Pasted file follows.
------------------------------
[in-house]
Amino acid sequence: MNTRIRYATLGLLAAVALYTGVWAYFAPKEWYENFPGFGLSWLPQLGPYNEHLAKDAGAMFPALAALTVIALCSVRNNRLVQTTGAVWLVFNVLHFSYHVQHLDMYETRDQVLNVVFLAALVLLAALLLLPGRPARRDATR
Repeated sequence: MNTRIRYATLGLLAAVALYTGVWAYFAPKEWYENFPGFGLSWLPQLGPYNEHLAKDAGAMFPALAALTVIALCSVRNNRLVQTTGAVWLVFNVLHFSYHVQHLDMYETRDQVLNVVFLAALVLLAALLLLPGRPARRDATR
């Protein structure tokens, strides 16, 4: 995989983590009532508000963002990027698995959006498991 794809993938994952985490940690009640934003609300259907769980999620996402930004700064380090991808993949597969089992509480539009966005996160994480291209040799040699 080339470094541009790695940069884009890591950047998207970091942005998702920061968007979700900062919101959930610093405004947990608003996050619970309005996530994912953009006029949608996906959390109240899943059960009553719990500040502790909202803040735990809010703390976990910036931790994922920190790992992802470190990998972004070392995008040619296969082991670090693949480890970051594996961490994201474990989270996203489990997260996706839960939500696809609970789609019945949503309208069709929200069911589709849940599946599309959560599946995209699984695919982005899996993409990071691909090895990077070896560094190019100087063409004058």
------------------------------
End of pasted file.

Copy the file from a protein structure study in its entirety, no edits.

[in-house]
Amino acid sequence: MNTRIRYATLGLLAAVALYTGVWAYFAPKEWYENFPGFGLSWLPQLGPYNEHLAKDAGAMFPALAALTVIALCSVRNNRLVQTTGAVWLVFNVLHFSYHVQHLDMYETRDQVLNVVFLAALVLLAALLLLPGRPARRDATR
Repeated sequence: MNTRIRYATLGLLAAVALYTGVWAYFAPKEWYENFPGFGLSWLPQLGPYNEHLAKDAGAMFPALAALTVIALCSVRNNRLVQTTGAVWLVFNVLHFSYHVQHLDMYETRDQVLNVVFLAALVLLAALLLLPGRPARRDATR
């Protein structure tokens, strides 16, 4: 995989983590009532508000963002990027698995959006498991 794809993938994952985490940690009640934003609300259907769980999620996402930004700064380090991808993949597969089992509480539009966005996160994480291209040799040699 080339470094541009790695940069884009890591950047998207970091942005998702920061968007979700900062919101959930610093405004947990608003996050619970309005996530994912953009006029949608996906959390109240899943059960009553719990500040502790909202803040735990809010703390976990910036931790994922920190790992992802470190990998972004070392995008040619296969082991670090693949480890970051594996961490994201474990989270996203489990997260996706839960939500696809609970789609019945949503309208069709929200069911589709849940599946599309959560599946995209699984695919982005899996993409990071691909090895990077070896560094190019100087063409004058």